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One of the oldest cosmetic companies in the world, Yardley of London started in 1770 and became recognised as a world

leader in soap and perfumery by the beginning of the twentieth century. Currently, its product range consists of fragrances, bath and body luxuries, skin care and hair care products. Yardley of London is a traditional British cosmetics brand and is one of the oldest in the world. Established in 1770, Yardley had become recognised as a World leader in soap and perfumery by the beginning of the twentieth century. By 1910, it moved to London's premier thoroughfare Bond Street, and in 1921 Yardley received its first Royal Warrant, an honour bestowed on only the finest British companies that provide outstanding

n November 2009, Wipro acquired the rights for marketing Yardley in Asia , Middle East, Australasia and parts of Africa. That was an important turning point for this 240 year old heritage brand.

The acquisition of a brand like Yardley makes sense for Wipro whose personal care portfolio is having only one major brand - Santoor. Yardley range of personal care products gives Wipro an instant access to the premium segment of the personal care market.

Yardley , though a brand with high recall and recognition, was languishing in the Indian market because of the lack of marketing support. There was seldom any campaign for the brand neither it was promoted at the store level. The new owner in Wipro has a very successful marketing history demonstrated by the success of the brand Santoor.

Wipro has made its first major initiative for Yardley by roping in the current Bollywood Diva Katrina Kaif as the brand ambassador for Yardley. The brand

expects to ride in the current sensation's popularity to make a comeback in the Indian personal care market.

The brand is currently running a campaign featuring Katrina Watch the ad here : Yardley

Before going into the quality of the campaign, its important to understand the tactical significance of such a move. Yardley wants to move fast in terms of reinforcing its brand credentials. It want to announce its resurgence fast and make an impact. For that celebrity endorsement offers a reasonable strategic sense.

But as usual , the execution failed the brand strategy. The ad was poorly made in the sense that there was no creative spark in it. The theme, execution, message everything was so cliche that the ad never made any impact (in me !). At best it reminded about the brand nothing more nothing less. The ad give Yardley a new tagline " My Yardley, My Fragrance ".

The ad wanted to give the message of heritage , London Connection, Signature fragrance , attributes of Yardley.But although these messages were conveyed, the ad failed to create a premium image for the brand.

As an immediate tactical move, the current campaign does achieve its purpose but like Santoor, Wipro needs to find a sustainable positioning platform for Yardley. It should push the creatives working for the brand to do another Santoor.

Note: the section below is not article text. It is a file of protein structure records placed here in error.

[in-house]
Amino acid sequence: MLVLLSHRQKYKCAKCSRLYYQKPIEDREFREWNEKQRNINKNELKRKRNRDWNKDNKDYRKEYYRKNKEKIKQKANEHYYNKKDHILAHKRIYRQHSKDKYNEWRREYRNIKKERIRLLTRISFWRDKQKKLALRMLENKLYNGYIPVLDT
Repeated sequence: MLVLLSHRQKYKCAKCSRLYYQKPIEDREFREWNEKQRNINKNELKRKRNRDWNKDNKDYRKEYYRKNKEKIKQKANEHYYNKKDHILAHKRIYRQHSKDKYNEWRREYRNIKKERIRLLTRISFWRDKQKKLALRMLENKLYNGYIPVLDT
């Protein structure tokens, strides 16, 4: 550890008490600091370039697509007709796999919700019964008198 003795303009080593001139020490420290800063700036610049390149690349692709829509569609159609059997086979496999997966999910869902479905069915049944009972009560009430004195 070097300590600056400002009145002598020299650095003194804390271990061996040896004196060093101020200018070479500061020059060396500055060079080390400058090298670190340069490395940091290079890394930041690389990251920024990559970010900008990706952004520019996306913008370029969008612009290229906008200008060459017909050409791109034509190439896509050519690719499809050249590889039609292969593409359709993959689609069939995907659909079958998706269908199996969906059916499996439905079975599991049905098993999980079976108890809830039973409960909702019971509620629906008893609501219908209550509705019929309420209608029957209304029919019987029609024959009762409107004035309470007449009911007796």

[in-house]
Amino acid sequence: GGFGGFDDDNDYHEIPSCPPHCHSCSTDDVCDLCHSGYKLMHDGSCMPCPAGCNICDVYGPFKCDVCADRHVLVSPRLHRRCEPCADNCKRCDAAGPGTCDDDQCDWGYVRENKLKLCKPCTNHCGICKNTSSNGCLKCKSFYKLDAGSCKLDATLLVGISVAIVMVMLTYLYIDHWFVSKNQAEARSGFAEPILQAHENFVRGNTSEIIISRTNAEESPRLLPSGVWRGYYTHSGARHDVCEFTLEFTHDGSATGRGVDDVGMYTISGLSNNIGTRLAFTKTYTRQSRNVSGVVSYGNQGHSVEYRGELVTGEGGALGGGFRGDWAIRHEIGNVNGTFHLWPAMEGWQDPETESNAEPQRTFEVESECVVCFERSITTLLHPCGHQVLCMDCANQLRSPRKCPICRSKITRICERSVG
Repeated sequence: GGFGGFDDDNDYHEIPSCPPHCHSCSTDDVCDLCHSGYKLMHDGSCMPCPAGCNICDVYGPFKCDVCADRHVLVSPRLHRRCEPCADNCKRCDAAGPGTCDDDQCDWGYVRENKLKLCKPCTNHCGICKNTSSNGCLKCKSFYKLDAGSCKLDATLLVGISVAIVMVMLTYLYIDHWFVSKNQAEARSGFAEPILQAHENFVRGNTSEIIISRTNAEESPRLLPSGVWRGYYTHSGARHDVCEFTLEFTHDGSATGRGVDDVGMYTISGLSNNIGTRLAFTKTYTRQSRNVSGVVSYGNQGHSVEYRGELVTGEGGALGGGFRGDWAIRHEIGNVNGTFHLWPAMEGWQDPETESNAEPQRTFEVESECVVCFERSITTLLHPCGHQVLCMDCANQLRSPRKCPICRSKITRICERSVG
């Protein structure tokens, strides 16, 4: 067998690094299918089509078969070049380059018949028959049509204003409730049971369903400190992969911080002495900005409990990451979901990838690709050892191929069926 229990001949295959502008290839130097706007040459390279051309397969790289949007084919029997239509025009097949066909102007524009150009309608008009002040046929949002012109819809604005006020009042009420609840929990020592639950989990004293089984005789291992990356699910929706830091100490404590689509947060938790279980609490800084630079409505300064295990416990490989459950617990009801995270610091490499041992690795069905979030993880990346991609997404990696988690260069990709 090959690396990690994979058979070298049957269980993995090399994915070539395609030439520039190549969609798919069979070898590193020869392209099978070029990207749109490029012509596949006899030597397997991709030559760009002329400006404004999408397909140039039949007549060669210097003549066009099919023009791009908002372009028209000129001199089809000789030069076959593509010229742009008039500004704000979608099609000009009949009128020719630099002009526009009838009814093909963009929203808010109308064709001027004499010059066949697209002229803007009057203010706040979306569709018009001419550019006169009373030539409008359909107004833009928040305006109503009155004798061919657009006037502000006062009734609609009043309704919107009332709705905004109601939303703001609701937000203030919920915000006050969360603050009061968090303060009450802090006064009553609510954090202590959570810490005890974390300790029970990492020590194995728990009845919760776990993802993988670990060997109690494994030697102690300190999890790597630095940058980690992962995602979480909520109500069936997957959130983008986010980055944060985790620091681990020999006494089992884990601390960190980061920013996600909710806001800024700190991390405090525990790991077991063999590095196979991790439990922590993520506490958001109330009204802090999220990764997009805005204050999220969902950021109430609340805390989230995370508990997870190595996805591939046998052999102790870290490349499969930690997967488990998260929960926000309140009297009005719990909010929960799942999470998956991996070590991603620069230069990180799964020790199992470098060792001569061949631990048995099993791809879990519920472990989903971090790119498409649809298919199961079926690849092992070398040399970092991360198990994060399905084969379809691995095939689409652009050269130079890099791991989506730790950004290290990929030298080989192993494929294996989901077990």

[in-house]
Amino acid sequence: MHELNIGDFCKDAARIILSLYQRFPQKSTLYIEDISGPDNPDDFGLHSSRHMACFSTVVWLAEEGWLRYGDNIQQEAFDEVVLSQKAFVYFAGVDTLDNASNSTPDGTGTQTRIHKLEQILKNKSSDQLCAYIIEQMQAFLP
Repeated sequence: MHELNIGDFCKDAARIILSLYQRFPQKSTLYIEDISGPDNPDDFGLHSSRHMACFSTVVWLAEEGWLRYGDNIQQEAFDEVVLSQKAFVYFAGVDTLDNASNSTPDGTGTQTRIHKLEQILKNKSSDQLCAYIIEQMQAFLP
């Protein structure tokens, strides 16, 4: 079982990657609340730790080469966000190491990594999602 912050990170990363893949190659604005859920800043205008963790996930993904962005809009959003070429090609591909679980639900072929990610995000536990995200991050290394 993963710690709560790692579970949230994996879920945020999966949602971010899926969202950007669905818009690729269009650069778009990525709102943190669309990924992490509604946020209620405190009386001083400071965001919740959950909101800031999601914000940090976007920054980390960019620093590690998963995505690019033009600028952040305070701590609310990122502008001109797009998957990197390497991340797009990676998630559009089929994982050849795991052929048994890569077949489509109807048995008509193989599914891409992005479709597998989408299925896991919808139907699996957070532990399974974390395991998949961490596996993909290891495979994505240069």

Lets hope that Yardley achieves its true potential under Wipro.

History -From grannies to handcuffs

How does a once supremely successful brand descend into failure? The answer, in the case of Yardley cosmetics, is by failing to move with the times. Yardley was founded in London in 1770 by William Yardley, a purveyor of swords, spurs and buckles for the aristocracy. He took over a lavender soap business from his son-in-law William Cleaver who had gambled away his inheritance. Throughout the next 200 years the brand grew from strength to strength with its portfolio of flower-scented soaps, talcum powders and traditional perfumes. Yardleys brand identity was quintessentially English, and it supplied soaps and perfumes to the Queen and the Queen Mother. However, during the 1960s Yardley was seen as a cool brand associated with swinging London. The English Rose image was a digression, said Yardleys former chief executive Richard Finn. In the 1960s, Yardley was associated with Twiggy, Carnaby Street and mini skirts, not stuck in a cottage garden with green wellies. The following decades saw the brand slide back towards a conservative image, as the age of the average customer grew older. By the start of the 1990s its granny image was being commented on by certain British journalists. When SmithKline Beecham bought the company in 1990 for 110 million, it embarked on numerous attempts to spruce up the brands identity. In 1997, the company changed its advertising model from actress Helena Bonham Carter to supermodel Linda Evangelista. One of the adverts showed her shackled in chains and handcuffs a long way from grannies and green wellies. But the multi-million pound advertising campaign failed to work. In fact, it served only to alienate the brands most loyal customers. On 26 August 1998 the company went into receivership with debts of about 120 million. The brand eventually found a buyer in the form of German hair care giant Wella. It remains to be seen whether Wella will be able to modernize the Yardley brand.

Lessons from Yardley

Dont neglect your core customers. Brands must try to change over time without neglecting their traditional customers. Remember that historical brands carry historical baggage. The Yardley brand identity had evolved over more than two hundred years. It couldnt be erased with one advertising campaign.